The use of thin-gauge, light-weight structures in combination with the severe aero-thermodynamic loading makes reusable hypersonic cruise vehicles prone to fluid-thermal-structural interactions. These interactions result in surface perturbations in the form of temperature changes and deformations that alter the stability and eventual transition of the boundary layer. The state of the boundary layer has a significant effect on the aerothermodynamic loads acting on a hypersonic vehicle. The inherent relationship between boundary-layer stability, aerothermodynamic loading, and surface conditions make the interaction between the structural response and boundary-layer transition an important area of study in high-speed flows.
The goal of this dissertation is to examine the interaction between boundary layer transition and the response of aerothermally compliant structures. This is carried out by first examining the uncoupled problems of: (1) structural deformation and temperature changes altering boundary-layer stability and (2) the boundary layer state affecting structural response. For the former, the stability of boundary layers developing over geometries that typify the response of surface panels subject to combined aerodynamic and thermal loading is numerically assessed using linear stability theory and the linear parabolized stability equations. Numerous parameters are examined including: deformation direction, deformation location, multiple deformations in series, structural boundary condition, surface temperature, the combined effect of Mach number and altitude, and deformation mode shape. The deformation-induced pressure gradient alters the boundary-layer thickness, which changes the frequency of the most-unstable disturbance. In regions of small boundary-layer growth, the disturbance frequency modulation resulting from a single or multiple panels deformed into the flowfield is found to improve boundary-layer stability and potentially delay transition. For the latter, transitional boundary-layer aerothermodynamic load models are developed and incorporated into a fundamental aerothermoelastic code to examine the impact of transition onset location, transition length and transitional overshoot in heat flux and fluctuating pressure on the response of panels. Results indicate that transitional fluid loading can produce larger thermal gradients, greater peak temperatures, earlier flutter onset, and increased strain energy accumulation as compared to a panel under turbulent loading. Sudden transition, with overshoot in heat flux and fluctuating pressure, occurring near the leading edge of the panel provides the most conservative estimate for determining the life of the structure.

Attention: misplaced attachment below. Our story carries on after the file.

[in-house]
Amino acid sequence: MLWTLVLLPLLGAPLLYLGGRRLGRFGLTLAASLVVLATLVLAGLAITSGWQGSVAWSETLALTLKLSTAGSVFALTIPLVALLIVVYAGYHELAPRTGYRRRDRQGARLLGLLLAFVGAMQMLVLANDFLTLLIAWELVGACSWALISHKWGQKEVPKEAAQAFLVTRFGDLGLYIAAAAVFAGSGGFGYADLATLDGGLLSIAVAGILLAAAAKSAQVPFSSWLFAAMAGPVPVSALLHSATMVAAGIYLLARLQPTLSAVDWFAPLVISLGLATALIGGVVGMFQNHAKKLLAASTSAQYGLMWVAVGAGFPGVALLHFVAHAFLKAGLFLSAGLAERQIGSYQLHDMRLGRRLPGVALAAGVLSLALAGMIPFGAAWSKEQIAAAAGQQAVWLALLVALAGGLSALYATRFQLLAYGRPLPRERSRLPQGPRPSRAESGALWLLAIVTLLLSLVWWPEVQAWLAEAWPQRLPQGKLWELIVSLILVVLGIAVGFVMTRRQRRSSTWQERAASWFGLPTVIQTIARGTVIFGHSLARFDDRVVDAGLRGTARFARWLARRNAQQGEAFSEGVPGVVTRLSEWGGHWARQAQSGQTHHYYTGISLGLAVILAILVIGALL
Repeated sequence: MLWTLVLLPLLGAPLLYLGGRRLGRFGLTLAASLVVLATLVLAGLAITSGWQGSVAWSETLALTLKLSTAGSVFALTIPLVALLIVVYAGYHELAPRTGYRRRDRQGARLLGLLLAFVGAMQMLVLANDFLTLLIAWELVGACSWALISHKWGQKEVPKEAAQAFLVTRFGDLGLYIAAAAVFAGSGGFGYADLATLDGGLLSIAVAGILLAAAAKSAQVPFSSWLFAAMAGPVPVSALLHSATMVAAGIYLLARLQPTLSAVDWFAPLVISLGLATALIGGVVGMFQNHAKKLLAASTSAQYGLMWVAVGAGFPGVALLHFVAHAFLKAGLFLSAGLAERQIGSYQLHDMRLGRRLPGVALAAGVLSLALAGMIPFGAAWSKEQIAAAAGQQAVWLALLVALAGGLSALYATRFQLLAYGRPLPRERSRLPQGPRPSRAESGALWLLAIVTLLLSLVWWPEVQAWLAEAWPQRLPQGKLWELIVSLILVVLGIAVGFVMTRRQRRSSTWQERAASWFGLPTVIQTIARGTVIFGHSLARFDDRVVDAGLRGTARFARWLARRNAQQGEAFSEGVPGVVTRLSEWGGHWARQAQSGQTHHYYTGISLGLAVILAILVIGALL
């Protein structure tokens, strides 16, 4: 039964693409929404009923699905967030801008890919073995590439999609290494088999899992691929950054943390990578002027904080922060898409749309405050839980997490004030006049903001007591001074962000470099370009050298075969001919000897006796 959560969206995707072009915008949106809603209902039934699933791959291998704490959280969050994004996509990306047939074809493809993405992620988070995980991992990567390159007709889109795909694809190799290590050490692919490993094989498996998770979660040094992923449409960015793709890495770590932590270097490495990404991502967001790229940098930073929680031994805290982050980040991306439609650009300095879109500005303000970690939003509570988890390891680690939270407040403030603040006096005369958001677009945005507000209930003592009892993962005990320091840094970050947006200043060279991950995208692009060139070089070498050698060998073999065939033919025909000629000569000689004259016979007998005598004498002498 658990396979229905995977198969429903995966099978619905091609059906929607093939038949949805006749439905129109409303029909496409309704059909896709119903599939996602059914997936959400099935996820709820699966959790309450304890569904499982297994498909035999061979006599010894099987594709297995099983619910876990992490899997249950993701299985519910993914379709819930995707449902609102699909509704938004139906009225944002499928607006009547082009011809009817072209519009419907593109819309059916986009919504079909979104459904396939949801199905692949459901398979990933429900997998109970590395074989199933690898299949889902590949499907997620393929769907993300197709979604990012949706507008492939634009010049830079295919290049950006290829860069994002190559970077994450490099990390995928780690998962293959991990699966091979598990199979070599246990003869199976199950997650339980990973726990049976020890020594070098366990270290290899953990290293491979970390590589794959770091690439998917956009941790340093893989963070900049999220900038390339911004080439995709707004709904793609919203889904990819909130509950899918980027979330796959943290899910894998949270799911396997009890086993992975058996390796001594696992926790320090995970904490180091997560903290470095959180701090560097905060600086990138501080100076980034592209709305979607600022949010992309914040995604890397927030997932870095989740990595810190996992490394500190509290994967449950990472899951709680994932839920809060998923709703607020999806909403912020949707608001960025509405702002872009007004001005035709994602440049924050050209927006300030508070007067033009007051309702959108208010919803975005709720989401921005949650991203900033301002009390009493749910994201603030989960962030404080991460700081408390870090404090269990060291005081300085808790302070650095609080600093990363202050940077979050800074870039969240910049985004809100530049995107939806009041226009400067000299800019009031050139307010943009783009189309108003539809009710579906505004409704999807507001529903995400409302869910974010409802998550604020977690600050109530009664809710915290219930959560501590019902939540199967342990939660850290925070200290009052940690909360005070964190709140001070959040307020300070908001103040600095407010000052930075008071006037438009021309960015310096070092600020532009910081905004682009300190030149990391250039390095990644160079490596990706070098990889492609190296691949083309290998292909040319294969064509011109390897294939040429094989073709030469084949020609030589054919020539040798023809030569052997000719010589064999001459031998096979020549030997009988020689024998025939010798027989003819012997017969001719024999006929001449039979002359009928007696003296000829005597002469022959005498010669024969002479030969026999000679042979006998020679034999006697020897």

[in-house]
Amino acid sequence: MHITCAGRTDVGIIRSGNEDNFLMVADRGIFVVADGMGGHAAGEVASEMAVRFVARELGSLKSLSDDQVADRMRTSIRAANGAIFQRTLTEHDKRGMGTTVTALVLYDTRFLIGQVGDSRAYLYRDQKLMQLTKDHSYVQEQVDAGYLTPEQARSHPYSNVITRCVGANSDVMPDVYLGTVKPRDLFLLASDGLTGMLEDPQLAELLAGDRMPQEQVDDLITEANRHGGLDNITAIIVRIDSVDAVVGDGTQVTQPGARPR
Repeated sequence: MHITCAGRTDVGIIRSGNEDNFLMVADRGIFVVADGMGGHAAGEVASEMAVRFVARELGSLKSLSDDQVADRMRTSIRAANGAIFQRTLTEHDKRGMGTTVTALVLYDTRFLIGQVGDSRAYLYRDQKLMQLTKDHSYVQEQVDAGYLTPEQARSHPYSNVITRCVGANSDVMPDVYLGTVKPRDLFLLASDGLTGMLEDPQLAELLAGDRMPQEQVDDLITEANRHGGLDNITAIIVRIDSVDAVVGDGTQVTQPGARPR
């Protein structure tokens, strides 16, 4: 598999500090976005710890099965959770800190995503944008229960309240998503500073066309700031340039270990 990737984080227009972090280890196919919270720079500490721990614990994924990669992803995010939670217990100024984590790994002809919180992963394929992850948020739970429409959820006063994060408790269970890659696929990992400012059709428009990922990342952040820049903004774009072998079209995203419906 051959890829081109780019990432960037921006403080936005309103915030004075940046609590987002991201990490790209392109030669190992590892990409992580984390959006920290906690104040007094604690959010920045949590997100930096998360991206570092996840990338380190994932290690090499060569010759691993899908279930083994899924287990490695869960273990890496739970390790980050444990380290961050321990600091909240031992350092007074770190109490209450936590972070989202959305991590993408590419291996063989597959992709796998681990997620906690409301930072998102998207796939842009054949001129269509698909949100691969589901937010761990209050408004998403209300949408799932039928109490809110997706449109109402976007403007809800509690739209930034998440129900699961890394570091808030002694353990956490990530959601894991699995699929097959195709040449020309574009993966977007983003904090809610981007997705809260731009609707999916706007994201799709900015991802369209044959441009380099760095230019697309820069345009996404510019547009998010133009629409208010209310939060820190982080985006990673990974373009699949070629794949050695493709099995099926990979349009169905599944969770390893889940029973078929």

Finally, the coupled interaction between boundary-layer transition and structural response is examined by enhancing the aerothermoelastic solver to allow for time-varying transition prediction as a function of the panel deformation and surface temperature. A kriging surrogate is developed to reduce the online computational expense associated with transition prediction within an aerothermoelastic simulation. For the configurations examined in this study, panel deformation has a more dominant effect on boundary-layer stability than surface temperature. Allowing for movement of the transition onset location results in characteristically different panel deformations due to spatial variation in the thermal bending moment. The response of the clamped panel is more sensitive to the transition onset location than the simply-supported panel.